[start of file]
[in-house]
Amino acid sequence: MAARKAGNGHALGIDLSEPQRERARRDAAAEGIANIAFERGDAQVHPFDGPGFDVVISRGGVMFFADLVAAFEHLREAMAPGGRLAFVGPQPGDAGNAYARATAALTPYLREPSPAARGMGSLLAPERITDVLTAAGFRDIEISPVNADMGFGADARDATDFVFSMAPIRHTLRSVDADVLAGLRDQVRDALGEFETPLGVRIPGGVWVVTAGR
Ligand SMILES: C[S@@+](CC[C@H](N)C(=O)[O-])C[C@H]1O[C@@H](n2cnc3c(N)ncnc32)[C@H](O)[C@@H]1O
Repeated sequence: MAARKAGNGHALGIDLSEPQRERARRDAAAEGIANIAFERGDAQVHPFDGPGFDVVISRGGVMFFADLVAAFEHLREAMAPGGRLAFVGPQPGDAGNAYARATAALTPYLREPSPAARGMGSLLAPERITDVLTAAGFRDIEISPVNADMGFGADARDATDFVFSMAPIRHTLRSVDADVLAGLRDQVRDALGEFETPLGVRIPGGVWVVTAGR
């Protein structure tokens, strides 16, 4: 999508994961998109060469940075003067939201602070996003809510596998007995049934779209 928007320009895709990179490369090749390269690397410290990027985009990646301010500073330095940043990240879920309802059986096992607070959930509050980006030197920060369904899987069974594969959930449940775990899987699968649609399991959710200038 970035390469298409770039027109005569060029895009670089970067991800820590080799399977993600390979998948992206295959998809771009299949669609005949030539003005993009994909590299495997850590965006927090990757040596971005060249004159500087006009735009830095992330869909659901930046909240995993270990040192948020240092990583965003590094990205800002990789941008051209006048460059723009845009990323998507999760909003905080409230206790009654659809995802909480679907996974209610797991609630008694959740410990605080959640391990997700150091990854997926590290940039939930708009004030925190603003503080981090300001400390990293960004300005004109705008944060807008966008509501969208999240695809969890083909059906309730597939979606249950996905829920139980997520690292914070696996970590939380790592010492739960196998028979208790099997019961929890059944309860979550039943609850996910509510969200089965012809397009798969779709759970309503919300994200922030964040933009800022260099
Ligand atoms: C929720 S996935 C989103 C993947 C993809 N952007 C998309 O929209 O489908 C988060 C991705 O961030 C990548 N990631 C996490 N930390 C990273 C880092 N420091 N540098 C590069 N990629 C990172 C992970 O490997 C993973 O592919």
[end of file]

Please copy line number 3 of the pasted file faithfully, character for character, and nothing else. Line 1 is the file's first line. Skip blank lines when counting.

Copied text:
Ligand SMILES: C[S@@+](CC[C@H](N)C(=O)[O-])C[C@H]1O[C@@H](n2cnc3c(N)ncnc32)[C@H](O)[C@@H]1O